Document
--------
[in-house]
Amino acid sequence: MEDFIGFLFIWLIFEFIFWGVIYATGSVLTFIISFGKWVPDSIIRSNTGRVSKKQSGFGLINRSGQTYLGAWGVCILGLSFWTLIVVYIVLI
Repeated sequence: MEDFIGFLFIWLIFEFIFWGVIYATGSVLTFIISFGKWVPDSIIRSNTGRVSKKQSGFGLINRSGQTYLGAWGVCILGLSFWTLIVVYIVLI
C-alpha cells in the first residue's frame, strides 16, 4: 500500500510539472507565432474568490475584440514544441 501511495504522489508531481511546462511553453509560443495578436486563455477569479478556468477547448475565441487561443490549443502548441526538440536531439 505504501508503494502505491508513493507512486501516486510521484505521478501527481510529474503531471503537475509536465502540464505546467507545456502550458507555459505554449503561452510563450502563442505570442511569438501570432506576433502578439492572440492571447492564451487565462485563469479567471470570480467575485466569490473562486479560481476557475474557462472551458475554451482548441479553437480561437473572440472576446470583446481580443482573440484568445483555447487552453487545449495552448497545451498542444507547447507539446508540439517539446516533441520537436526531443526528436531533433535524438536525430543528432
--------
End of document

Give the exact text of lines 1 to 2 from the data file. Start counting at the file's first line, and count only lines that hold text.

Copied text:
[in-house]
Amino acid sequence: MEDFIGFLFIWLIFEFIFWGVIYATGSVLTFIISFGKWVPDSIIRSNTGRVSKKQSGFGLINRSGQTYLGAWGVCILGLSFWTLIVVYIVLI